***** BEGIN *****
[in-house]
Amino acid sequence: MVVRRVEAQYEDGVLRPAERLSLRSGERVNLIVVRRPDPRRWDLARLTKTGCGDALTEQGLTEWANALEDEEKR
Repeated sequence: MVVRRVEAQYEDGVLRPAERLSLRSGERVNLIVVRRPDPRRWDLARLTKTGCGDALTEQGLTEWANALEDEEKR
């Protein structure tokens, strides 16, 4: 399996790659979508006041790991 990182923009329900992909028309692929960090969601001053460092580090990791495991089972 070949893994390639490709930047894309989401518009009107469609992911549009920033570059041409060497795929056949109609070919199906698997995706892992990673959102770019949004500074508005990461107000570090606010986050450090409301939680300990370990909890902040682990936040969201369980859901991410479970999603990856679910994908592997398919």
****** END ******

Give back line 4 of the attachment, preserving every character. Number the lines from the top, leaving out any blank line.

């Protein structure tokens, strides 16, 4: 399996790659979508006041790991 990182923009329900992909028309692929960090969601001053460092580090990791495991089972 070949893994390639490709930047894309989401518009009107469609992911549009920033570059041409060497795929056949109609070919199906698997995706892992990673959102770019949004500074508005990461107000570090606010986050450090409301939680300990370990909890902040682990936040969201369980859901991410479970999603990856679910994908592997398919």